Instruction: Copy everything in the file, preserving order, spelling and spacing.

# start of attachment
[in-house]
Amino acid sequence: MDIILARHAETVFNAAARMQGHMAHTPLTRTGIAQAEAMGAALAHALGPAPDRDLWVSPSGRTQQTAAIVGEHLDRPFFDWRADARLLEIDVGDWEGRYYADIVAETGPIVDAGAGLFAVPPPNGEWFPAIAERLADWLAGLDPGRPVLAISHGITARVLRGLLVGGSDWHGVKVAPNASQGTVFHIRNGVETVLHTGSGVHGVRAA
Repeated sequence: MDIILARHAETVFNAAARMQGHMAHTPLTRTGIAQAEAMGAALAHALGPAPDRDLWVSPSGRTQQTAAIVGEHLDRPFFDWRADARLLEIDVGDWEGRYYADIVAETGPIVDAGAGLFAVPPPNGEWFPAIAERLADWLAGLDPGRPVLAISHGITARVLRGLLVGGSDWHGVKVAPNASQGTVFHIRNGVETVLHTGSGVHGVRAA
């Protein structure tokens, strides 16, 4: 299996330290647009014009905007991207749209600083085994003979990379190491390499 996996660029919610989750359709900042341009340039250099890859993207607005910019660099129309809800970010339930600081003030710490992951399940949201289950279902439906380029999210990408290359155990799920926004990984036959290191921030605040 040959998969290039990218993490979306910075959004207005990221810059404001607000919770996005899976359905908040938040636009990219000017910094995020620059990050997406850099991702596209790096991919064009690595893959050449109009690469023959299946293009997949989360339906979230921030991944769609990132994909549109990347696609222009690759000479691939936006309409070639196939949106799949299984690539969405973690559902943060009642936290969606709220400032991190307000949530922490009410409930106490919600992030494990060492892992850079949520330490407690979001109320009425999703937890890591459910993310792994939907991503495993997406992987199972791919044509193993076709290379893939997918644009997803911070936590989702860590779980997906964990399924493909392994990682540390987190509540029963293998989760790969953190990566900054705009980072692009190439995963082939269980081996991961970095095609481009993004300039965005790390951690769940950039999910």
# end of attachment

[in-house]
Amino acid sequence: MDIILARHAETVFNAAARMQGHMAHTPLTRTGIAQAEAMGAALAHALGPAPDRDLWVSPSGRTQQTAAIVGEHLDRPFFDWRADARLLEIDVGDWEGRYYADIVAETGPIVDAGAGLFAVPPPNGEWFPAIAERLADWLAGLDPGRPVLAISHGITARVLRGLLVGGSDWHGVKVAPNASQGTVFHIRNGVETVLHTGSGVHGVRAA
Repeated sequence: MDIILARHAETVFNAAARMQGHMAHTPLTRTGIAQAEAMGAALAHALGPAPDRDLWVSPSGRTQQTAAIVGEHLDRPFFDWRADARLLEIDVGDWEGRYYADIVAETGPIVDAGAGLFAVPPPNGEWFPAIAERLADWLAGLDPGRPVLAISHGITARVLRGLLVGGSDWHGVKVAPNASQGTVFHIRNGVETVLHTGSGVHGVRAA
């Protein structure tokens, strides 16, 4: 299996330290647009014009905007991207749209600083085994003979990379190491390499 996996660029919610989750359709900042341009340039250099890859993207607005910019660099129309809800970010339930600081003030710490992951399940949201289950279902439906380029999210990408290359155990799920926004990984036959290191921030605040 040959998969290039990218993490979306910075959004207005990221810059404001607000919770996005899976359905908040938040636009990219000017910094995020620059990050997406850099991702596209790096991919064009690595893959050449109009690469023959299946293009997949989360339906979230921030991944769609990132994909549109990347696609222009690759000479691939936006309409070639196939949106799949299984690539969405973690559902943060009642936290969606709220400032991190307000949530922490009410409930106490919600992030494990060492892992850079949520330490407690979001109320009425999703937890890591459910993310792994939907991503495993997406992987199972791919044509193993076709290379893939997918644009997803911070936590989702860590779980997906964990399924493909392994990682540390987190509540029963293998989760790969953190990566900054705009980072692009190439995963082939269980081996991961970095095609481009993004300039965005790390951690769940950039999910």